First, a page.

As a pastor I often get the question, “Do you have any advice for helping my kids to benefit from the sermon?”

This is a question that I really appreciate because it recognizes the importance of the preaching of the Word of God and our reception of it. It recognizes that even the children are to hear, and to best of their ability, understand what is being preached.

What follows are some things that I have done as a Dad and also as a pastor.

Theologians to know and read

This is good:

The many hairstyles of David Beckham

I saw this on Twitter last night; it is a delightful piece of artwork:

beckham-hair

You can also buy prints of it here.

A Clean House and a Wasted Life

Tim Challies:

I love productivity. At least, I love productivity when it is properly defined—as effectively stewarding your gifts, talents, time, energy, and enthusiasm for the good of others and the glory of God. By this definition, each one of us, no matter our vocation, ought to pursue productivity with all the vigor we can muster. And if you do that, it is inevitable that along the way you will accumulate some mess. You cannot focus your time, attention, gifts, energy, and enthusiasm toward noble goals while still keeping every corner of life perfectly tidy.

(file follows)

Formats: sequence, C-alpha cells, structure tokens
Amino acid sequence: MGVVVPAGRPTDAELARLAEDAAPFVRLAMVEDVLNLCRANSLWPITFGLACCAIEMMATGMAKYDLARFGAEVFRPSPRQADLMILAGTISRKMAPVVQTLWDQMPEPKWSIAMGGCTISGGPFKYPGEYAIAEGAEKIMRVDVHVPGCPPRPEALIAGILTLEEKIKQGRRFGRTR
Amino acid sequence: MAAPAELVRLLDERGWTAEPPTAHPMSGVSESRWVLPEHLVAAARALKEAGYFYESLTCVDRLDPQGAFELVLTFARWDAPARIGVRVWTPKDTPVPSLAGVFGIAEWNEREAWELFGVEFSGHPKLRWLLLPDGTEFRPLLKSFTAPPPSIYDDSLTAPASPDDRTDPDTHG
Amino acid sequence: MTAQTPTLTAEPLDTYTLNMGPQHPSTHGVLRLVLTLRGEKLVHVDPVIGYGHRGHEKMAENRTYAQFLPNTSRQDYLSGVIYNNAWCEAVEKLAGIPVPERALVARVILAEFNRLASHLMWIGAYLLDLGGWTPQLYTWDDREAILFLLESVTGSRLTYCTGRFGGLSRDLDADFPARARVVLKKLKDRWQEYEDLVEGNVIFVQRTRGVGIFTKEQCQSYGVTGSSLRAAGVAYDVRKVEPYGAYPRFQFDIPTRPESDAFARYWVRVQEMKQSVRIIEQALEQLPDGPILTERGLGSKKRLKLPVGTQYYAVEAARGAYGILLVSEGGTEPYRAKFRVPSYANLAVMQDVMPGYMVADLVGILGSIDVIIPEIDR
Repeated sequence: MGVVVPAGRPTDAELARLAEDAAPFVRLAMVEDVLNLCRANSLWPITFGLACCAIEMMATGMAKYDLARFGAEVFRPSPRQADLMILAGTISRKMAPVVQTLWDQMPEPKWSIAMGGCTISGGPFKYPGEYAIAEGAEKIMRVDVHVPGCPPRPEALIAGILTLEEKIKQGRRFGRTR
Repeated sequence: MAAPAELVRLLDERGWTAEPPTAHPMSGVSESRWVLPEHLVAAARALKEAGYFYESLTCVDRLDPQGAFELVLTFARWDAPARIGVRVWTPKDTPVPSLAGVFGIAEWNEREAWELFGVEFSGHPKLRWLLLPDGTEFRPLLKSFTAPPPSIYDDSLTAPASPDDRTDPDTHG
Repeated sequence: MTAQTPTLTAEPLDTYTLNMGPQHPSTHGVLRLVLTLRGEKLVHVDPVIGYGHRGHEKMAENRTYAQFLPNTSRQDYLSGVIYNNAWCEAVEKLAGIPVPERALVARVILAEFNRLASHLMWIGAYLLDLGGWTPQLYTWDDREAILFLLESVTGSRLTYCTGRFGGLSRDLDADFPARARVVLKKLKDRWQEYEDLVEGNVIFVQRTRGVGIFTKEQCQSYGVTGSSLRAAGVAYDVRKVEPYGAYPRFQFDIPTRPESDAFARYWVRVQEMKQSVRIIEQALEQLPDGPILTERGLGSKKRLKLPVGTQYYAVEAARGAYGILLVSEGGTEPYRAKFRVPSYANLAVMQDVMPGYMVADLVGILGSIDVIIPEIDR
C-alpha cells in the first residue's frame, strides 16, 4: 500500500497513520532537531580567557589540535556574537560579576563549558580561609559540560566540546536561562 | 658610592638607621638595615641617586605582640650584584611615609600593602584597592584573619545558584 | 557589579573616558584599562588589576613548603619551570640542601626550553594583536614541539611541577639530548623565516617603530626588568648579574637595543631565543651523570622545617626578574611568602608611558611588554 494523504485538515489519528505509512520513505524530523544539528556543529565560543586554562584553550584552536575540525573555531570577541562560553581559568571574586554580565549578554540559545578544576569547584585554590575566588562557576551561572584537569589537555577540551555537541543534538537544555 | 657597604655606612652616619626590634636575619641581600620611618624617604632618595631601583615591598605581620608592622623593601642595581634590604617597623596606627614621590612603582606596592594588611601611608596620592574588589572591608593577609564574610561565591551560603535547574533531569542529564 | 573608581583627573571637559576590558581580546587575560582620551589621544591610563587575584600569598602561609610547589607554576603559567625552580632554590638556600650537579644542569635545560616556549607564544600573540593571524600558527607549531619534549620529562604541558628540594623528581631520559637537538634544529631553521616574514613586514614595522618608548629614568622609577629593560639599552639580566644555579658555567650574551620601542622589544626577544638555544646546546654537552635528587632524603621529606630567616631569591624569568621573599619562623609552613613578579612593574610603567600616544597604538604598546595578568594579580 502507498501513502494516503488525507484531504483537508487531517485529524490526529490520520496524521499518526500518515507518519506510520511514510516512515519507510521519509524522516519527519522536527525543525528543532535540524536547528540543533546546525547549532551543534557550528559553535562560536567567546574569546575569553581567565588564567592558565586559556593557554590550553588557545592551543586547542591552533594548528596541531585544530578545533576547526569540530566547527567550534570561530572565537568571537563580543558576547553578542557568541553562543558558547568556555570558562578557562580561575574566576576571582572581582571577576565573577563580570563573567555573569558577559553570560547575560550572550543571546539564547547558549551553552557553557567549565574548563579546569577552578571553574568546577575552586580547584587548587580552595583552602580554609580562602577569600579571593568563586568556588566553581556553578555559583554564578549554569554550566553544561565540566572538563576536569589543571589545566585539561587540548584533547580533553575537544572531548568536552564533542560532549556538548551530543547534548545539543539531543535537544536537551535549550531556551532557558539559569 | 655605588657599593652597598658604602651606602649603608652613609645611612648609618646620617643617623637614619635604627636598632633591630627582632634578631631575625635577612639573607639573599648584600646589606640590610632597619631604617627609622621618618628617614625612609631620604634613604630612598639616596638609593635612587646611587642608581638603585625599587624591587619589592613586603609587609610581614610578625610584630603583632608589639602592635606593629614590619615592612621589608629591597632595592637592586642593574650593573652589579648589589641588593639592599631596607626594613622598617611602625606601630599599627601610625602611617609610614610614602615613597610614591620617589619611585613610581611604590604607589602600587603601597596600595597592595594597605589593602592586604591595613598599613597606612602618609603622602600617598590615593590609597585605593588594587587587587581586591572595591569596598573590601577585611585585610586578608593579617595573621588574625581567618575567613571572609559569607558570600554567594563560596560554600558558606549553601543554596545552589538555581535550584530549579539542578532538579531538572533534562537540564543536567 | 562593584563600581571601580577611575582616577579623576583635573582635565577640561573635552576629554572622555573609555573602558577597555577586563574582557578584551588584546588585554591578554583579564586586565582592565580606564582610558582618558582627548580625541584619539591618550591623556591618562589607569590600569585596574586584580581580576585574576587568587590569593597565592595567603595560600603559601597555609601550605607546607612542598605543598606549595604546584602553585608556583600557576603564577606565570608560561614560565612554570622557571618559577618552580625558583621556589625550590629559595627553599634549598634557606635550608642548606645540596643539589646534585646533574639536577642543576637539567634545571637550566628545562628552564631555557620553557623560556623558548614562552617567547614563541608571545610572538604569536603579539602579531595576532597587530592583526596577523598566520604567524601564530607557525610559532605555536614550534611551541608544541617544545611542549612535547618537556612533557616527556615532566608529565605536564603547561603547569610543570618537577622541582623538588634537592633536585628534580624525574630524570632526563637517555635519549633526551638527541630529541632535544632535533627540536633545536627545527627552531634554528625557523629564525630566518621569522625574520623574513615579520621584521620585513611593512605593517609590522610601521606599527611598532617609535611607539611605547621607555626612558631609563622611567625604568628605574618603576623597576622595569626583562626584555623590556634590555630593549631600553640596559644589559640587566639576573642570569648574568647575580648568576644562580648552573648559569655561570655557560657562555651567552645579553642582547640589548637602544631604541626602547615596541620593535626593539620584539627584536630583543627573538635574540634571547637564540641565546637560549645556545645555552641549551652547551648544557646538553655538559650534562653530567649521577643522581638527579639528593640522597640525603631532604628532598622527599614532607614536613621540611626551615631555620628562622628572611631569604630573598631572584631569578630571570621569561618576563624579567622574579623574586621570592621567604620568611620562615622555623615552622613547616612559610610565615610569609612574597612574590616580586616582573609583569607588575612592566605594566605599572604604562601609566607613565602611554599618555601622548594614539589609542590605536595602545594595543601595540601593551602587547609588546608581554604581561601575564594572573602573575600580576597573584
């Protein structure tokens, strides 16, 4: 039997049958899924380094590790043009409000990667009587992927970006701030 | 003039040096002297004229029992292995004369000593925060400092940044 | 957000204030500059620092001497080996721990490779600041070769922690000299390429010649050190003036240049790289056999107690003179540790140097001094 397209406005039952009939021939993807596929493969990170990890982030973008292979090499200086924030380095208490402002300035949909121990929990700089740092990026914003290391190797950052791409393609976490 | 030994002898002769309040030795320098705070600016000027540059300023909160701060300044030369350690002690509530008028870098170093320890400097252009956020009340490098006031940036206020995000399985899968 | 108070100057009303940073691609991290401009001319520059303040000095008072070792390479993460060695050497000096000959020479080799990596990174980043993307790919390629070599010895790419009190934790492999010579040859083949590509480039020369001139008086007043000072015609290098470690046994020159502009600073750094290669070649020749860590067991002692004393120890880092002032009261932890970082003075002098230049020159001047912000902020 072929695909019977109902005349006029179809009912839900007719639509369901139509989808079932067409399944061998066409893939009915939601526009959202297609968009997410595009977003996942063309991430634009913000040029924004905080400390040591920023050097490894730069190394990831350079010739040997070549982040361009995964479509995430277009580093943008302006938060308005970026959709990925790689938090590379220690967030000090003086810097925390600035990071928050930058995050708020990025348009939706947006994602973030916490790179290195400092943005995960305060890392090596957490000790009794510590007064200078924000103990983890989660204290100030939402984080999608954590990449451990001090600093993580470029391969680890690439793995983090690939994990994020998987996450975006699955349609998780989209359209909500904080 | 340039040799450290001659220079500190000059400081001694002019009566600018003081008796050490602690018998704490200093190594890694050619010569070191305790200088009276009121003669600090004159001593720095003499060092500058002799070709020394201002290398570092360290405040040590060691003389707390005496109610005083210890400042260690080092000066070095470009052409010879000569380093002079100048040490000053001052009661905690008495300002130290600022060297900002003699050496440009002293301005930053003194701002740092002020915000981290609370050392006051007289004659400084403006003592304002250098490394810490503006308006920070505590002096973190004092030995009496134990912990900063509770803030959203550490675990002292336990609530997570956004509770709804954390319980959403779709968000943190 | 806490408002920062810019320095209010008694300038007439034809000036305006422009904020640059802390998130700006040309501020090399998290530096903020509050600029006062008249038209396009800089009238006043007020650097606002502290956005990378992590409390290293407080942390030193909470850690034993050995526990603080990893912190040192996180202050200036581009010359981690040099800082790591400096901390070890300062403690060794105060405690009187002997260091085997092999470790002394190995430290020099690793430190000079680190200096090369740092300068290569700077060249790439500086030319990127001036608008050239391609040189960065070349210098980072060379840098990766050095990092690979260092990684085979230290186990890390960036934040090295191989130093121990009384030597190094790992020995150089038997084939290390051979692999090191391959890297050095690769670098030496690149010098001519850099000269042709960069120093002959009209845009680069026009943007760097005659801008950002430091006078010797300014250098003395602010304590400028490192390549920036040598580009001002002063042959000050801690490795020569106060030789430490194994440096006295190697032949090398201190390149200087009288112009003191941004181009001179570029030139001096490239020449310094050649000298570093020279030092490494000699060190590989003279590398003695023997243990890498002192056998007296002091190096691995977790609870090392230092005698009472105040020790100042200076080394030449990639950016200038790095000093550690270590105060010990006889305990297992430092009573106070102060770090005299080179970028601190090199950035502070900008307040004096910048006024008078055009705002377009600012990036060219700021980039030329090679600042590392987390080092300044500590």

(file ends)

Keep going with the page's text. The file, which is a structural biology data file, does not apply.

10 words that will completely shatter your self-image (and that’s a good thing!)

independent-creatures

Let’s just admit it right now: we think far too highly of ourselves.

And no, those aren’t the ten words I’m talking about (and not just because there are 13 words in that sentence).